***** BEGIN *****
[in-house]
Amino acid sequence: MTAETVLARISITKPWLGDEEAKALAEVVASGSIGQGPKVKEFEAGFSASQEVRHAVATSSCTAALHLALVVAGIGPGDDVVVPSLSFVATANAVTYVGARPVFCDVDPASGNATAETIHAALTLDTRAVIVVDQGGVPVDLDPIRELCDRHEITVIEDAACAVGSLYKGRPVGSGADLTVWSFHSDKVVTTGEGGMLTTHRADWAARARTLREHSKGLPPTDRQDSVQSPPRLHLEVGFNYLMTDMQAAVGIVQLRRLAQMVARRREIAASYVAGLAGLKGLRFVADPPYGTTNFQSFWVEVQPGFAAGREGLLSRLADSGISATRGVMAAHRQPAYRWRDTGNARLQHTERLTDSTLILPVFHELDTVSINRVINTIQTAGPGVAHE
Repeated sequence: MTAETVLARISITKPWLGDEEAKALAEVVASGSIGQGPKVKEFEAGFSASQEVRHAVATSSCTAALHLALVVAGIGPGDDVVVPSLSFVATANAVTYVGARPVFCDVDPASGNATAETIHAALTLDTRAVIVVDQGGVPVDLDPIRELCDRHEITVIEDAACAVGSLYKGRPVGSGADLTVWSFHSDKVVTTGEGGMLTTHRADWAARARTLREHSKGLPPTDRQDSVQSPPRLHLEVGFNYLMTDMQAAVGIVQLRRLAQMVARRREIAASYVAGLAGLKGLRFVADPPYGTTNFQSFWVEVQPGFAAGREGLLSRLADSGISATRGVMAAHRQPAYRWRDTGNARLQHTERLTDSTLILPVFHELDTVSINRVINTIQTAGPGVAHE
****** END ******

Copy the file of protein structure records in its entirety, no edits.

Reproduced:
[in-house]
Amino acid sequence: MTAETVLARISITKPWLGDEEAKALAEVVASGSIGQGPKVKEFEAGFSASQEVRHAVATSSCTAALHLALVVAGIGPGDDVVVPSLSFVATANAVTYVGARPVFCDVDPASGNATAETIHAALTLDTRAVIVVDQGGVPVDLDPIRELCDRHEITVIEDAACAVGSLYKGRPVGSGADLTVWSFHSDKVVTTGEGGMLTTHRADWAARARTLREHSKGLPPTDRQDSVQSPPRLHLEVGFNYLMTDMQAAVGIVQLRRLAQMVARRREIAASYVAGLAGLKGLRFVADPPYGTTNFQSFWVEVQPGFAAGREGLLSRLADSGISATRGVMAAHRQPAYRWRDTGNARLQHTERLTDSTLILPVFHELDTVSINRVINTIQTAGPGVAHE
Repeated sequence: MTAETVLARISITKPWLGDEEAKALAEVVASGSIGQGPKVKEFEAGFSASQEVRHAVATSSCTAALHLALVVAGIGPGDDVVVPSLSFVATANAVTYVGARPVFCDVDPASGNATAETIHAALTLDTRAVIVVDQGGVPVDLDPIRELCDRHEITVIEDAACAVGSLYKGRPVGSGADLTVWSFHSDKVVTTGEGGMLTTHRADWAARARTLREHSKGLPPTDRQDSVQSPPRLHLEVGFNYLMTDMQAAVGIVQLRRLAQMVARRREIAASYVAGLAGLKGLRFVADPPYGTTNFQSFWVEVQPGFAAGREGLLSRLADSGISATRGVMAAHRQPAYRWRDTGNARLQHTERLTDSTLILPVFHELDTVSINRVINTIQTAGPGVAHE